Jacob Rees-Mogg’s book The Victorians sells just 734 copies
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Jacob Rees-Mogg's book The Victorians - Twelve Titans who Forged Britain has flopped, selling 734 copies in its first week after a critical thrashing in the press.
The £20 hardback, consisting of 12 short biographies, was quickly recognised as an ideological project by everyone including Amazon reviewer N.Entwistle, who added: "It is a shame there isn't less than one star because it isn't worth the one star I gave it."
All but one of the great Victorians on whom we should mould our lives are men, and politically-connected ones at that (the only female Victorian of note being, er, Queen Victoria).
Rather than being a work of history, said A.N. Wilson in the Times, The Victorians is "a dozen clumsily-written pompous schoolboy compositions", which are "in fact yet another bit of self-promotion by a highly motivated modern politician."
The Guardian's Kathryn Hughes agreed, adding that even considering it as a thinly-veiled manifesto "is to dignify The Victorians with a coherence it doesn't possess".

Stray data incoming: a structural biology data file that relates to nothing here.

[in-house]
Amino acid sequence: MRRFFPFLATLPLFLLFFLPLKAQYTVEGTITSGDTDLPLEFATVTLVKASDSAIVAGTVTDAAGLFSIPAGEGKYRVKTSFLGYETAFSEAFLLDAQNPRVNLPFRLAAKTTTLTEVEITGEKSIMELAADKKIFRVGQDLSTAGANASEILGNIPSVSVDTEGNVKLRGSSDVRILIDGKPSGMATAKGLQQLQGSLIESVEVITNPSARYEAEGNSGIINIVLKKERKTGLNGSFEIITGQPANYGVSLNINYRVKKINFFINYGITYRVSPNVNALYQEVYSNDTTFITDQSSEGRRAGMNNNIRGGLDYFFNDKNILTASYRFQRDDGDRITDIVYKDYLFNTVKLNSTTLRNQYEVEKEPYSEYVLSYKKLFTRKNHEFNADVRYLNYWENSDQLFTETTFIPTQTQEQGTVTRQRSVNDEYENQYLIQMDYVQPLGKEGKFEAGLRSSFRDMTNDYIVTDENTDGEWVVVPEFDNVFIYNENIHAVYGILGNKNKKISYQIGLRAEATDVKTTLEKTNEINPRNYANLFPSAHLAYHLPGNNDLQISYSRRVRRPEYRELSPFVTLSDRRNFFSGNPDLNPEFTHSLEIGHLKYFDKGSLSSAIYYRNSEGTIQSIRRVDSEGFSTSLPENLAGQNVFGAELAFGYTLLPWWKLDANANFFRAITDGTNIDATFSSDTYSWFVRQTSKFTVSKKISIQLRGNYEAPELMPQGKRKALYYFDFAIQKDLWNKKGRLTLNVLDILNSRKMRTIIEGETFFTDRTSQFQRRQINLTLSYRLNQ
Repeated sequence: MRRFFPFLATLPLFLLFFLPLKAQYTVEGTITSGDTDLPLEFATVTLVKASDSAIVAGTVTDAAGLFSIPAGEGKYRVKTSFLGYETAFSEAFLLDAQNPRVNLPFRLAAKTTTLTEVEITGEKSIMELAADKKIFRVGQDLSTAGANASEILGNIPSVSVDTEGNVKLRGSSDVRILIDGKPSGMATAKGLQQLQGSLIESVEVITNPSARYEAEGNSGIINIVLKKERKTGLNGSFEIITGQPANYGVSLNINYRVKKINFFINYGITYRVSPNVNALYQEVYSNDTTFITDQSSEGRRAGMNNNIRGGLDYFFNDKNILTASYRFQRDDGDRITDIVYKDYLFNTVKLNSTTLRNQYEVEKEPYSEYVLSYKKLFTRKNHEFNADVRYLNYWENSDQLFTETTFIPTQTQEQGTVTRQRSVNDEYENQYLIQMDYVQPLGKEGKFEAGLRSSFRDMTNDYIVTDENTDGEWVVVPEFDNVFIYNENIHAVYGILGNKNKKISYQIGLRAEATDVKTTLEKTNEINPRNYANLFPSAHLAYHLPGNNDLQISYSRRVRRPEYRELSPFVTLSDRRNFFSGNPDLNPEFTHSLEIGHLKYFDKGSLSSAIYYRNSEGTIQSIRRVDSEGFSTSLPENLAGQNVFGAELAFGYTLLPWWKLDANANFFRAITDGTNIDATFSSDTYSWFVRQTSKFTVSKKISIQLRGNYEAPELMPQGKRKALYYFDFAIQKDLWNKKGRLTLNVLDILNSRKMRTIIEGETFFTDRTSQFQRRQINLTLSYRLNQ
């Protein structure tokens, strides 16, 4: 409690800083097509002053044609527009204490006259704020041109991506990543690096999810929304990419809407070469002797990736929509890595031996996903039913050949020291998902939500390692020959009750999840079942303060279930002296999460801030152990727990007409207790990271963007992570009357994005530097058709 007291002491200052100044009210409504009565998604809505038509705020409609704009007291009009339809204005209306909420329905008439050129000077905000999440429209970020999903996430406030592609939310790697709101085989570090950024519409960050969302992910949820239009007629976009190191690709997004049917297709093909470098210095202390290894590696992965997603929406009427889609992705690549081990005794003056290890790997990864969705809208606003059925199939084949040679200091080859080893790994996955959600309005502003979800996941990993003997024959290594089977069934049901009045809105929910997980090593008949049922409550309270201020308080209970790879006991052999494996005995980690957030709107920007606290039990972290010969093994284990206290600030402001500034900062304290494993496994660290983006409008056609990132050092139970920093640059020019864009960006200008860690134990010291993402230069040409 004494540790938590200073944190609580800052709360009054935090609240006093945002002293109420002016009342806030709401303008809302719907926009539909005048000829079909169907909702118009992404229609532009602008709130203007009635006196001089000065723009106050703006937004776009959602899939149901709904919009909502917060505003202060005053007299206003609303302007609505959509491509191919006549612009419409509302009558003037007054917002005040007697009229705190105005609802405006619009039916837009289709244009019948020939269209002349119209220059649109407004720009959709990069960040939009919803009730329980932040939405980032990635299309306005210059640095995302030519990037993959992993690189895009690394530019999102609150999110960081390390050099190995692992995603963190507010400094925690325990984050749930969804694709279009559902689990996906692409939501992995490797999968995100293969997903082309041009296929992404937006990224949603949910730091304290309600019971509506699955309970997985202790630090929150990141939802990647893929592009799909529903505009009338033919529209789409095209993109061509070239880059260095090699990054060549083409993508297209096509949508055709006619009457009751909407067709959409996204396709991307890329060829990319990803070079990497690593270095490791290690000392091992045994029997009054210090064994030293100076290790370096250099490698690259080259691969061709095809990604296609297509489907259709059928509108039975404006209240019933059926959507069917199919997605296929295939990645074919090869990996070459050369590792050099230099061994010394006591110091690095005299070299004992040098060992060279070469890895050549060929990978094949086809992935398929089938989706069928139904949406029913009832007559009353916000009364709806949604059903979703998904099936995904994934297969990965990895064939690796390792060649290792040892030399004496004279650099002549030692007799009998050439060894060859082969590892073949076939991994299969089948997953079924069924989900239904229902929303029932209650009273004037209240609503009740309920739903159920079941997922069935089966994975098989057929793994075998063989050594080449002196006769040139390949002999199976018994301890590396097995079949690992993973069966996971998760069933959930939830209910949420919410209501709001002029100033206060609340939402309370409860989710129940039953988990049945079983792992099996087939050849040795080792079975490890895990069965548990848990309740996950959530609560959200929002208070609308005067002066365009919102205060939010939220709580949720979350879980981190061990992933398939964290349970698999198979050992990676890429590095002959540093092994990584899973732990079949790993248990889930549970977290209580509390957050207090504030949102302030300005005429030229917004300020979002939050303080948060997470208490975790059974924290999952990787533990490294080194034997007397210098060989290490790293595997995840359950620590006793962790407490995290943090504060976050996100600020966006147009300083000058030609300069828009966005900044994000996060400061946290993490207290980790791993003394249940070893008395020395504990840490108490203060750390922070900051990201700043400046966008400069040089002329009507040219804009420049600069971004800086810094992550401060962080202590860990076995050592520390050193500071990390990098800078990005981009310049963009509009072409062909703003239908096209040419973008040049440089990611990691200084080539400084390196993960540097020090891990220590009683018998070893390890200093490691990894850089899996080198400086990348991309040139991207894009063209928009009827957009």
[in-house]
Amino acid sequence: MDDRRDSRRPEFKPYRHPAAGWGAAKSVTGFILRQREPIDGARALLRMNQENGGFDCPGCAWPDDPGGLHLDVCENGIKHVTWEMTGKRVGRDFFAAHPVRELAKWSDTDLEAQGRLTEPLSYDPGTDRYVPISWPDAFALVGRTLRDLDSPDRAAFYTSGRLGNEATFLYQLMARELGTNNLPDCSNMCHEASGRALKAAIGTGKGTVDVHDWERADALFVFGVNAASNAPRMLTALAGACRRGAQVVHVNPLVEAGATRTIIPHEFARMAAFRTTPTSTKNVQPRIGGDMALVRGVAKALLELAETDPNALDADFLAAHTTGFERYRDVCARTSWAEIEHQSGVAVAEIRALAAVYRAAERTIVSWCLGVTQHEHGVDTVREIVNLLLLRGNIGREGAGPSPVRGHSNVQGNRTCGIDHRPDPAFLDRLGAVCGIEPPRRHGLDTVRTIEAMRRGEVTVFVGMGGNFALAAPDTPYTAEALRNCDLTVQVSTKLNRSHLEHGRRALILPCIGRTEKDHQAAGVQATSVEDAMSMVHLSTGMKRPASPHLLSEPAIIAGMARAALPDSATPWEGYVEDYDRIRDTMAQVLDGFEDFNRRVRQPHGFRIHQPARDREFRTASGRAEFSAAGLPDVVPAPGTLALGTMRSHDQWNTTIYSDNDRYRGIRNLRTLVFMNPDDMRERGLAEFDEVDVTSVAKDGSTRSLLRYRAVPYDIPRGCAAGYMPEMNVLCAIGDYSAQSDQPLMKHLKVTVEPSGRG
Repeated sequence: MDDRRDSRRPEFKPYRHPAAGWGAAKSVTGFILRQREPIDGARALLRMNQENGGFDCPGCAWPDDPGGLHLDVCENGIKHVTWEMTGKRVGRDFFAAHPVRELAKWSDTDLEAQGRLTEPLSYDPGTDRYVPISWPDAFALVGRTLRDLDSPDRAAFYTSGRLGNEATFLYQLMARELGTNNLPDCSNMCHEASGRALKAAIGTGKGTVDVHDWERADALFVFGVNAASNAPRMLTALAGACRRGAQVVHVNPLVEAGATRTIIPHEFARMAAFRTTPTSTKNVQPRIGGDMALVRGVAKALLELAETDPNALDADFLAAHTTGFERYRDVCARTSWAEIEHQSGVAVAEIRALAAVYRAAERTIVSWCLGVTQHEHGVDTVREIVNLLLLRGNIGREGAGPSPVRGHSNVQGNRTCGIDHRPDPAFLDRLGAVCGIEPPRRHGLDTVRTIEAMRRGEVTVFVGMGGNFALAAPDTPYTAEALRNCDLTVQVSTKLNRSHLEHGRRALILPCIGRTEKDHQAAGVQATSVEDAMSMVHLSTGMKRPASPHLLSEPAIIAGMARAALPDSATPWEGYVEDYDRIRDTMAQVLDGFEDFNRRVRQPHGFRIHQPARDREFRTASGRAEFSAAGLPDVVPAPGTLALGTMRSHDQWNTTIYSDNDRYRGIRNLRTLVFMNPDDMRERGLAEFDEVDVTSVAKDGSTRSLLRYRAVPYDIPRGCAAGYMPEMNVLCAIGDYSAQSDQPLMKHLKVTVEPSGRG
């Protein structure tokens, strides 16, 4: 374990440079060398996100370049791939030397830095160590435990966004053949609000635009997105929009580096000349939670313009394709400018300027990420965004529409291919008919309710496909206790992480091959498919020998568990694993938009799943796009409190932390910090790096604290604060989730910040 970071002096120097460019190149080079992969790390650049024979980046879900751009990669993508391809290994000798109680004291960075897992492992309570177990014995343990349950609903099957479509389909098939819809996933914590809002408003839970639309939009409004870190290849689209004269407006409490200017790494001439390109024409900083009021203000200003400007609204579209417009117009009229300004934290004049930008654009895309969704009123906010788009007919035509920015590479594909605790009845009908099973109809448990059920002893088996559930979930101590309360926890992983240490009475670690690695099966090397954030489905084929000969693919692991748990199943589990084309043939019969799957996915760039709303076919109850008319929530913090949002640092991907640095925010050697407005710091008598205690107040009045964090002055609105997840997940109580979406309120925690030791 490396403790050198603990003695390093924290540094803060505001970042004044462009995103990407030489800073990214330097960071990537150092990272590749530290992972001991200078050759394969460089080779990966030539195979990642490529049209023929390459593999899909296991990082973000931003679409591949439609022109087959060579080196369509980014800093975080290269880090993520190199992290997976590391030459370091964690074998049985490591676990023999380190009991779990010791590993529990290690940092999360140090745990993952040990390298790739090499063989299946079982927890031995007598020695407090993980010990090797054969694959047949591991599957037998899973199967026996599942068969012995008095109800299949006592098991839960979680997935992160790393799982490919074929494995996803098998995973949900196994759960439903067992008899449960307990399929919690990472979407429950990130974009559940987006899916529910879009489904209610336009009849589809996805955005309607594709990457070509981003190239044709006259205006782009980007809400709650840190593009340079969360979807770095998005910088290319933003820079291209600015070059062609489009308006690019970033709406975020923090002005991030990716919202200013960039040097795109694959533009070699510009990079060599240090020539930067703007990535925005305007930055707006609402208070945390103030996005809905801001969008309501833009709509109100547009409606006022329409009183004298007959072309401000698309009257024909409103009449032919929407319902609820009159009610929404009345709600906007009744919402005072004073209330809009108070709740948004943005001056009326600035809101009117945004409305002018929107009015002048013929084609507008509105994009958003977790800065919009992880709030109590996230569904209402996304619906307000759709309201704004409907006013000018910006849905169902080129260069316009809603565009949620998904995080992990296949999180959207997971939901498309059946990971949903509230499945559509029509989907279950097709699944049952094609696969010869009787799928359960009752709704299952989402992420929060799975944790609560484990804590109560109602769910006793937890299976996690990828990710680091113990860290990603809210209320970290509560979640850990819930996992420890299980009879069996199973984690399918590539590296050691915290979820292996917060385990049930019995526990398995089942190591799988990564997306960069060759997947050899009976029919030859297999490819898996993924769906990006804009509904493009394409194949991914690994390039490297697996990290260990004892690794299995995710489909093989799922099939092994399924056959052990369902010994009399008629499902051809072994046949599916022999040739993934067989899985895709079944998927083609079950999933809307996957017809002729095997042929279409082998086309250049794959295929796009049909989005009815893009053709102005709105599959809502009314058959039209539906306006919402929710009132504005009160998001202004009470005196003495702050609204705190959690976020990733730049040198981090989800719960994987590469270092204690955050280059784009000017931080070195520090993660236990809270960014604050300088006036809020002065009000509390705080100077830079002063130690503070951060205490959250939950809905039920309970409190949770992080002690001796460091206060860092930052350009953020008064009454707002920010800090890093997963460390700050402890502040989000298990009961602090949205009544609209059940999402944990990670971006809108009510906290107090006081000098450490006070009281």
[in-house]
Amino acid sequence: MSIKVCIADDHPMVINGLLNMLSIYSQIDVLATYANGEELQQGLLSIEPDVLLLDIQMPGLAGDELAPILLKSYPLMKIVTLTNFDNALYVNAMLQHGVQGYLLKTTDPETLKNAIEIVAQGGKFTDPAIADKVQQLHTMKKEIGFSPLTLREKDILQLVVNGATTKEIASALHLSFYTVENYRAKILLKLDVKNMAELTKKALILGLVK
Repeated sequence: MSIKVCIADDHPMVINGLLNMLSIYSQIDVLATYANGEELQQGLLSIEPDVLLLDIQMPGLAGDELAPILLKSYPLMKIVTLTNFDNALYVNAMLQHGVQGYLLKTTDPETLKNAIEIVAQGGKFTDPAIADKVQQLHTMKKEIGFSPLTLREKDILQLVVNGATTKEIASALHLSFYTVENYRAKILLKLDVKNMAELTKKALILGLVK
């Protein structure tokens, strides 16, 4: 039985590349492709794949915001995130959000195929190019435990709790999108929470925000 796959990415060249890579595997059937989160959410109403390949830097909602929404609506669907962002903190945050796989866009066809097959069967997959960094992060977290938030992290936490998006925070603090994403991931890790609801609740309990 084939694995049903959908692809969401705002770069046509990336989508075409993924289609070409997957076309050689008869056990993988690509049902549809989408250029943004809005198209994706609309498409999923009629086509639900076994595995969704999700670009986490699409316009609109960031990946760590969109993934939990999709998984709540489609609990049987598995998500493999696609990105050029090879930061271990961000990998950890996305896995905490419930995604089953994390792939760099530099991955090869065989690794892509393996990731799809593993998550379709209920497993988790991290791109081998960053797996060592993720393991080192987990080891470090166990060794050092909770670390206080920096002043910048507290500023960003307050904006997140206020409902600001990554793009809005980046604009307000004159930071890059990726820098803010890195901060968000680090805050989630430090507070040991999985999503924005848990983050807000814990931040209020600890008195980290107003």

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Both Hughes and the New Statesman's Richard J.Evans noted how poorly-researched it is, with a bibliography of just 60 books.
Atrocities of the British Empire are almost completely swept under the carpet, noted Evans.
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But "who needs up-to-date information when all you have to do is rearrange the old stuff until you get the story you want?" said Hughes.
The result, she argues, is lumpy and self-contradictory.
The Sunday Times headlined its review "bad, boring and mind‑bogglingly banal", while the Observer called it "a mirthless morality tale for the 21st century".
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